This project began with a flyer found on the bulletin board at photographer Victoria Stevens’ local gym. A Manhattan high school student was looking for media coverage of the walkout she and a few of her friends had helped orchestrate to protest gun violence, in solidarity with other young people across the country. Stevens was immediately interested, and met up with them to learn more about their reasons for getting involved with this cause:
Stevens found these young women incredibly inspiring, and arranged to meet them at their school on the day that thousands of other students were holding similar walkout-style protests around the country. After taking portraits of each young woman individually, they led her to the rally. She was surprised when she discovered that their high school was directly across from an elementary school that was also staging a protest that day. Countless students from both schools took over the street that divided them. The younger children held hands, marching in lines, while the older students took turns rising up on a platform to shout their grievances through a megaphone. This rally was just the beginning of a new wave of activism for the youth of our country.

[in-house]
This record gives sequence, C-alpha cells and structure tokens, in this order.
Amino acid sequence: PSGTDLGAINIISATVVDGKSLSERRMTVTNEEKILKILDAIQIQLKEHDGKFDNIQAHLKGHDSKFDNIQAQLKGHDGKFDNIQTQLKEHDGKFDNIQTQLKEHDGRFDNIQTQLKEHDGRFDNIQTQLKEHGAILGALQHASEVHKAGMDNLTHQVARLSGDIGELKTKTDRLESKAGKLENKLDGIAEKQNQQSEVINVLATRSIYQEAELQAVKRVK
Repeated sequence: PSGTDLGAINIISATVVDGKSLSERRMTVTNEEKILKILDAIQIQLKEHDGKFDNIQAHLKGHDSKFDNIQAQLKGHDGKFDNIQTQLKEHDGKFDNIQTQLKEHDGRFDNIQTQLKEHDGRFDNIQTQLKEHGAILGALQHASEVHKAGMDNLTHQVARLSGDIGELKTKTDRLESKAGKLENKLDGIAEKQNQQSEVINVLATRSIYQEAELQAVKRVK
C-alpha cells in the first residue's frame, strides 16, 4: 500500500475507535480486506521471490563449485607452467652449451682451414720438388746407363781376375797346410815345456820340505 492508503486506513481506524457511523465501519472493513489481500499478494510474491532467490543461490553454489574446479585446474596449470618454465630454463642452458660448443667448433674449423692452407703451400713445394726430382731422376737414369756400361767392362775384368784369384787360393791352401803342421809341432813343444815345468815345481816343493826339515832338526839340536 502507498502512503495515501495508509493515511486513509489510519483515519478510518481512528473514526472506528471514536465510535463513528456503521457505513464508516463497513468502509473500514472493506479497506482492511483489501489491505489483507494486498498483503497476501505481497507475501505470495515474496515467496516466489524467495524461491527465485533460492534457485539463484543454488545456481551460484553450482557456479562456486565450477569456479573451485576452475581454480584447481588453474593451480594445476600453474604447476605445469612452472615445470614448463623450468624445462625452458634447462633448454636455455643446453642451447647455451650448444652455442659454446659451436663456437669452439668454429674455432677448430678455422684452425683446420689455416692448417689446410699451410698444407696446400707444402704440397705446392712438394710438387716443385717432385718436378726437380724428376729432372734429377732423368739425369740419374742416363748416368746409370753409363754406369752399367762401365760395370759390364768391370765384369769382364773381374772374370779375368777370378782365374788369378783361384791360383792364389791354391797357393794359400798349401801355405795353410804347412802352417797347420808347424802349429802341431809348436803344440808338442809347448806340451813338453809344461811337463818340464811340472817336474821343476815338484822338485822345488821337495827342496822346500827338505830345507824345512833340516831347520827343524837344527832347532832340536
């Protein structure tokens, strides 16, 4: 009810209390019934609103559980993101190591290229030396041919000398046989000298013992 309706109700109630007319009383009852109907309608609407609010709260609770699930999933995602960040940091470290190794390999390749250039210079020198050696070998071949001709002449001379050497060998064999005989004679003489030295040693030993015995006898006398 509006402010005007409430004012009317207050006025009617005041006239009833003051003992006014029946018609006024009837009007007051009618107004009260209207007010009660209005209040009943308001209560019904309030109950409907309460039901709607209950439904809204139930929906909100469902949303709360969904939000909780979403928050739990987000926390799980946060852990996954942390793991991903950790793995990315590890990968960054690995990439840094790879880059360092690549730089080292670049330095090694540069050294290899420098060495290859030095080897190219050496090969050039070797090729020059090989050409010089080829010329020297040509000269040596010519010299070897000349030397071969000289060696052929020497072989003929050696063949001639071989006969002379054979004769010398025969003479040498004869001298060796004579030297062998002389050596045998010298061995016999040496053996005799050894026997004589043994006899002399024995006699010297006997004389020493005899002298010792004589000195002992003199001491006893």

How to View Beacon’s Walkout
During the day, Beacon’s Walkout can be viewed on monitors inside the ICP Museum and during evening hours, images are literally “projected” onto the windows of the ICP Museum; they can be viewed from the sidewalk outside the Museum and are most visible after sunset. Learn more about Projected.
About the Artist
Victoria Stevens (1984) was born in the south and split her formative years between the UK and upstate New York. After attending college in Savannah, Georgia she hightailed it to the big city and has called Brooklyn her home for the last eleven years. She has explored every facet of the industry, starting as an assistant for world-renowned portrait photographers, then working as a producer, retoucher, and finally photo editor for several years before diving full-time into her own freelance photography career. She can be found shooting portraits for the New York Times and T Magazine, Interview, W Magazine, Vanity Fair, New York Magazine, and other publications around the world. Her passion for activism and world travel have influenced her personal projects, and she’s often found shooting reportage-style work in the midst of politically charged protests and unique cultural events.